This fabled Donald Ross layout has existed on its current property since 1929. Over the past years, Ron Prichard has renovated much of the layout with exquisite results. I was invited to an outing last week where Mr. Prichard served as the guest of honour, and he followed players around the course explaining his work across the land. Experts from the Donald Ross Society were whispering that this might now be Ross’ best course in New Jersey, which will perk your attention when you consider the likes of globally heralded Plainfield CC being in the conversation. I’ll wait with bated breath as to what the various panels will say.
The two loops of nine begin with a downhill par 4, with holes 1 and 10 being parallel to each (separated by the range). Ironically, holes 2 and 11 both play southwest parallel to each other. This is where the relative comparison of the two nines ends, as each takes on a personality and direction of its own. The short par 4 3rd hole takes you to the Western corner of the property before you turn around and play holes 4, 5 and 6 that take you all the way to the southeastern segment of the course. Prichard’s contributions continue to shine on the front side with the addition of a small punchbowl area at the par 5 6th green, plus the fabulous chipping area off the back of the par 3 7th. The uphill par 3 7th hole has one of the most beautiful putting greens with slopes and spines that emanate from the adjacent hills that surround the green. The long downhill 8th hole plays as the hardest hole on the outward nine, before you turn around again and play the uphill par 5 9th with the most difficult (pitched) green on the course. The back to front nature of the Ross greens is alive and well at Mountain Ridge.
The back nine has more character to it in terms of playing over creeks / ponds, more enjoyable dog-legs, and approach shots with more interesting angles – especially holes 12 and 18. The back nine heads anti-clockwise, and then the closing stretch unwinds clockwise around the property’s perimeter. The 17th and 18th move from left to right. Progressive and significant tree removal has done wonders for the health and visual enjoyment of this course. Prichard’s masterful renovation is a resounding success.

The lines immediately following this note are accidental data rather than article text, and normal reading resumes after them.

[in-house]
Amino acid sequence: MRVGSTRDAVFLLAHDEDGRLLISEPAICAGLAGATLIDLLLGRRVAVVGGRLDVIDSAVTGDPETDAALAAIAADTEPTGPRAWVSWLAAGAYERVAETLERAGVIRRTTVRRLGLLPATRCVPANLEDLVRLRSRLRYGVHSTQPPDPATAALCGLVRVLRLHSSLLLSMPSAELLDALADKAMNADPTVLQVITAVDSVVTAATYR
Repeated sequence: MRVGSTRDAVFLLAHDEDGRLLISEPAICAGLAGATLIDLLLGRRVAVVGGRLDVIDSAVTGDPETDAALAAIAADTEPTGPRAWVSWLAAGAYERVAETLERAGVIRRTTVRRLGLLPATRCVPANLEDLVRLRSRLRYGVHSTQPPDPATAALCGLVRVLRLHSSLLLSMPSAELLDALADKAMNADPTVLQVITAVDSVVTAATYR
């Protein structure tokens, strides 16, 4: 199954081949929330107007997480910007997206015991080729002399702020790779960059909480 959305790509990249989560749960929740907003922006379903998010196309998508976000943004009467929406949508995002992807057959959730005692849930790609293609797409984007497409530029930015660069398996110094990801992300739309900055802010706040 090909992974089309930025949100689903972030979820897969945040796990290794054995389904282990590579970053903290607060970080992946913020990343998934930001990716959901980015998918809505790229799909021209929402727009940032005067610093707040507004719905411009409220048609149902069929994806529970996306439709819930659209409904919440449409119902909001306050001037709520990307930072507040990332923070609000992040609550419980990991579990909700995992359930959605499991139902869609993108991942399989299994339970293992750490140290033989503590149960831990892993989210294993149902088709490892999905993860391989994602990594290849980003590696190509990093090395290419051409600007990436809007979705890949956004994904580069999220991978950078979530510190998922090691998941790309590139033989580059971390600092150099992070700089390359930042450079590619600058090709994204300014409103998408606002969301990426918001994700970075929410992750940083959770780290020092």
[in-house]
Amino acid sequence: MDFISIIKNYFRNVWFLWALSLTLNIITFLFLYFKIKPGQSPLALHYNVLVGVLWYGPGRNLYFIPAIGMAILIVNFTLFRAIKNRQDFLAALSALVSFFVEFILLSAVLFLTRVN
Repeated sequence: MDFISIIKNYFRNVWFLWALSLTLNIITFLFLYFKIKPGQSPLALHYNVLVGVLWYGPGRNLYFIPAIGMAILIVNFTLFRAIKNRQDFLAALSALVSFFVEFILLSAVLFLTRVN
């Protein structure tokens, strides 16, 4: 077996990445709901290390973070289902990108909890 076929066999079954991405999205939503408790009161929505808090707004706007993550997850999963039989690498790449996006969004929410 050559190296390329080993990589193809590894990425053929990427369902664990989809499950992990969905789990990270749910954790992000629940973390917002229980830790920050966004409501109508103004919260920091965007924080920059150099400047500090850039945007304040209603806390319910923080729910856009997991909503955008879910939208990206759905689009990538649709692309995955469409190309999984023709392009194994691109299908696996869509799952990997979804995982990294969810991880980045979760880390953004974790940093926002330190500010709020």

Public Service Corporation of New Jersey was the unlikely patron of the current Mountain Ridge golf course. The original course was located on a very hilly—and quite unsatisfactory—piece of property in West Orange. The members wished to move the club to the current location in the early 20s, but could find no purchaser of their original property. Until, that is, PSNJ bought the original property for a power distribution facility, providing the capital for the members to purchase the current property in nearby West Caldwell.
That property provided a lovely canvas on which Donald Ross painted 18 lovely golf holes. The land slopes gently down to a flatter area where the majority (11) of the holes are located and the final holes of each nine climb the hill to the clubhouse. Ross’s two 9 hole loops allowed him to direct his holes in all different directions, with no consecutive pair running in the same direction. Ross’s undulating greens and open front greens are very much in evidence here. Ron Prichard’s restoration work has done a fine job of featuring the original design.
One controversial feature is the huge tree that sits at the corner of the dogleg on the uphill 18th. Players landing in the right side of the fairway may find their second shot blocked out completely. While some find this unfair, others take the position that this is just another obstacle to be avoided.
Behind the final green sits one of the most beautiful clubhouses in the game, the work of Clifford Wendehack, whose canon includes the clubhouses at Bethpage, Winged Foot and Ridgewood. My view is that Wendehack’s work here is his best. And while Mountain Ridge’s golf course is not quite in the same league as the foregoing three, it’s not far behind.